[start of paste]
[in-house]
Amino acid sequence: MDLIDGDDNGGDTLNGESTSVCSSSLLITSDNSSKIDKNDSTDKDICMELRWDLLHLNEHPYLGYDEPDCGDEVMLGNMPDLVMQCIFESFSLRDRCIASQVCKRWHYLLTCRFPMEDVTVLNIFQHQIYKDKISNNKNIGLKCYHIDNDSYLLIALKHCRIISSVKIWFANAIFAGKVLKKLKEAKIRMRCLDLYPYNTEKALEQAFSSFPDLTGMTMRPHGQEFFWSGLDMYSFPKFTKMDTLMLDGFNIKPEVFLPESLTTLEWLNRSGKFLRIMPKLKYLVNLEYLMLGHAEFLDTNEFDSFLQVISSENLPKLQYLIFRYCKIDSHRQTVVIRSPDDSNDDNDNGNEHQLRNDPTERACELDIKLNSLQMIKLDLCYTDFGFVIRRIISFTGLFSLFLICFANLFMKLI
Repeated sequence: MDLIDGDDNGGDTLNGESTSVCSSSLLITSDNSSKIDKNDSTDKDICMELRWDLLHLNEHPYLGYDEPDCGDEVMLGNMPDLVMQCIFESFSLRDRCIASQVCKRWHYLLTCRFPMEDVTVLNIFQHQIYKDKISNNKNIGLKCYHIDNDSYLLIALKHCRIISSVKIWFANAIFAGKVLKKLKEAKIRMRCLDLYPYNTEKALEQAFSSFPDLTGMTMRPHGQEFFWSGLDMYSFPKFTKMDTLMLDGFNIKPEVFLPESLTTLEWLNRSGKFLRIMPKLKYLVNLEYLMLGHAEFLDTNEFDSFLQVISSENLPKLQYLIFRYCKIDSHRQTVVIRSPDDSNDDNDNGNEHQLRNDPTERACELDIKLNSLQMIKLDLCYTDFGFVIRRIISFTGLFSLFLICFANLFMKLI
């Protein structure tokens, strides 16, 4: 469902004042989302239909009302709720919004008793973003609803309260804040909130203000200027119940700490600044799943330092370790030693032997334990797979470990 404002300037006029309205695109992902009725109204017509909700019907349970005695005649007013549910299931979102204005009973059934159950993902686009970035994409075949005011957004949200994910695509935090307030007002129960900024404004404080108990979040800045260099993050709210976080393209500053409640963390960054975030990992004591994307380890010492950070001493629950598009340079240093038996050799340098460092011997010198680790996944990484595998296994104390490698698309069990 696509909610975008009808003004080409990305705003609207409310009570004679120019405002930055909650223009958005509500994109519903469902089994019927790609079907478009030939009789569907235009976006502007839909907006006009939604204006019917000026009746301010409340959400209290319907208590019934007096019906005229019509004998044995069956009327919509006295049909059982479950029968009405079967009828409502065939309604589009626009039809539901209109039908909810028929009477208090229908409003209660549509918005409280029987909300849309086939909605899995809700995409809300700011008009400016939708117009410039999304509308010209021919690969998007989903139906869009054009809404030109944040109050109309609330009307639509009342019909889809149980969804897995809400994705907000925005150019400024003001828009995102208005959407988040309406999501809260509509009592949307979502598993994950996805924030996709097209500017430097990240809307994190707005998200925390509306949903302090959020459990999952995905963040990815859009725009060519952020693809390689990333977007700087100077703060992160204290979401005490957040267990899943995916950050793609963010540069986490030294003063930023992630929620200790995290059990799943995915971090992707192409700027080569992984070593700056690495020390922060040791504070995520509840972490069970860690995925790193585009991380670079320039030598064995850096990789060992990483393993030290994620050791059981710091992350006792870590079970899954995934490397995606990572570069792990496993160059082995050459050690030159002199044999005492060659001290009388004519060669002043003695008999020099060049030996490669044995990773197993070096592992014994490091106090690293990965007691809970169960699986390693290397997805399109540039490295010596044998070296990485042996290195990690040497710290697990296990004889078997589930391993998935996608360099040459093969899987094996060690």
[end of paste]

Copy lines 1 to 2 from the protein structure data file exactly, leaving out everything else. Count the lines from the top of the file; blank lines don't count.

[in-house]
Amino acid sequence: MDLIDGDDNGGDTLNGESTSVCSSSLLITSDNSSKIDKNDSTDKDICMELRWDLLHLNEHPYLGYDEPDCGDEVMLGNMPDLVMQCIFESFSLRDRCIASQVCKRWHYLLTCRFPMEDVTVLNIFQHQIYKDKISNNKNIGLKCYHIDNDSYLLIALKHCRIISSVKIWFANAIFAGKVLKKLKEAKIRMRCLDLYPYNTEKALEQAFSSFPDLTGMTMRPHGQEFFWSGLDMYSFPKFTKMDTLMLDGFNIKPEVFLPESLTTLEWLNRSGKFLRIMPKLKYLVNLEYLMLGHAEFLDTNEFDSFLQVISSENLPKLQYLIFRYCKIDSHRQTVVIRSPDDSNDDNDNGNEHQLRNDPTERACELDIKLNSLQMIKLDLCYTDFGFVIRRIISFTGLFSLFLICFANLFMKLI